Audubon's new “Urban Oases” wildlife garden was celebrated on May 12, 2012 in Cove Island Park in Stamford, CT.
Over 300 children and adults participated in a celebration of birds and ground breaking for the “Urban Oases” wildlife garden at Cove Island Park on Saturday.
Audubon Connecticut and the Cove Island Park Conservancy hosted the celebration, which took place on International Migratory Bird Day, and featured live falcons and owls on display, a flying bird show, exhibits, games and nature walks. The highlight of the day was a ground breaking ceremony for a new garden to be planted behind the popular playground area of the park that will provide important habitat for migrating birds. Student representatives from four Stamford Public Schools – Rogers, Stark, and Springdale Elementary Schools and Stamford High School – participated in the ceremony, and will return with their classmates this spring and fall to help install the garden and monitor its success.
The ceremony also included statements by Representative Daniel J. Fox, Karen Brown from Fairfield County Community Foundation, Lisa Kovlakas representing the Disney Worldwide Conservation Fund, and Heather Bernatchez, representing Mayor Michael Pavia.
ABOUT THE URBAN OASES INITIATIVE: Each spring, billions of birds return to the US on their annual migration from South and Central America to nesting grounds all over North America. To make this trip possible, birds need to find high quality habitat in which to feed and rest at points all along their migration pathway, much like rest areas along a highway. As vast areas of land are altered or eliminated by sprawl and development, birds are finding it more challenging to find good places to stop and refresh along the way. Without adequate places for birds to rest and refuel, many birds die of starvation, or need to delay their travels until they build enough fat to continue on, causing them to arrive on their breeding grounds late and in poor condition. Late arriving birds tend to have lower breeding success and reduced survival.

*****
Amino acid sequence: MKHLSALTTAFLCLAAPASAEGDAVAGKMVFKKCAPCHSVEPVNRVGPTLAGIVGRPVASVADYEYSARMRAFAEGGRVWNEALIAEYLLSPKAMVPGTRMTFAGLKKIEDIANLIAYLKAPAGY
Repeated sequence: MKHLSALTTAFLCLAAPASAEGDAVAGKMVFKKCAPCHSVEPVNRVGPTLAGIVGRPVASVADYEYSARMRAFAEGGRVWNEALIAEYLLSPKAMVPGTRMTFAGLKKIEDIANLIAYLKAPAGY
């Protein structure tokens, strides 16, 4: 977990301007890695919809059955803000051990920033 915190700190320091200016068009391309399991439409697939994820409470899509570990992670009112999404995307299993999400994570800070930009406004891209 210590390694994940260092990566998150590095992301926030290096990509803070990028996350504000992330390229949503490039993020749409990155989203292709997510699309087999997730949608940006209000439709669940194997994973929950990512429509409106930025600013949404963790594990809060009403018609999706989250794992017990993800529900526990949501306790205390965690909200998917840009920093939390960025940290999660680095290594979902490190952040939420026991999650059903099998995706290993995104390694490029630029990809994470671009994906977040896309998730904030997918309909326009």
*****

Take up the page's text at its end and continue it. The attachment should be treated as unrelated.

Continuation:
To increase awareness about migration and help enhance stopover habitat in urban areas, Audubon Connecticut and the Cove Island Park Conservancy are working with local students to create a special songbird demonstration garden in Cove Island Park.
The garden, funded by the Disney Worldwide Conservation Fund, is the first in a series of “Urban Oases” sites being established throughout Connecticut in order to help transform parks, gardens and backyards into valuable oases for hungry migrants. It is also part of a larger effort by the Cove Island Park Conservancy and Audubon to enhance habitat throughout Cove Island Park, a National Audubon Society designated ‘Important Bird Area’ that is known for its value as a critical stop-over area for birds migrating along the Atlantic Flyway.
The schools participating in the ground breaking were selected through an application process to participate in Audubon’s Schoolyard Habitat Program, funded by the Fairfield County Community Foundation, the Oaklawn Foundation and Laurie Thomson, Andy Chisholm and family. Audubon, in partnership with the Stamford School District and the U.S. Fish and Wildlife Service, provides each school with a grant to create a wildlife garden on their school grounds and provides teachers with the training and tools to use the garden as an outdoor living classroom.
“The Fairfield County Community Foundation is pleased to be a funder of Audubon’s Schoolyard Habitat Program. This initiative represents an important new partnership between Audubon and the Stamford Public Schools. As a funder that cares about developing the next generation of environmental stewards, Audubon’s Schoolyard Habitat Program will provide hands-on environmental education opportunities right on the campus of Stamford public schools and will also connect students and teachers to Cove Island Park, an Important Bird Area,” states Karen R. Brown, Vice President of Programs at the Fairfield County Community Foundation.
The ground breaking ceremony was brought to a close with inspiring words from David Winston, President of the Cove Island Park Conservancy: “Today we are really here to thank the birds, to recognize their value in our lives, and their importance in the web of life.
This Urban Oases garden is just another stop along their migratory highway. It gives the birds an opportunity to rest, find shelter, food and regroup for the next portion of their journey. It is that moment they visit here, which we get to share.”
People interested in creating an Urban Oases in their yard, school or other open space are invited to contact Audubon Connecticut for native plant lists and site specific advice. Visit www.audubonCT.org to learn more or contact Taralynn Reynolds at at 203-869-5272 x236.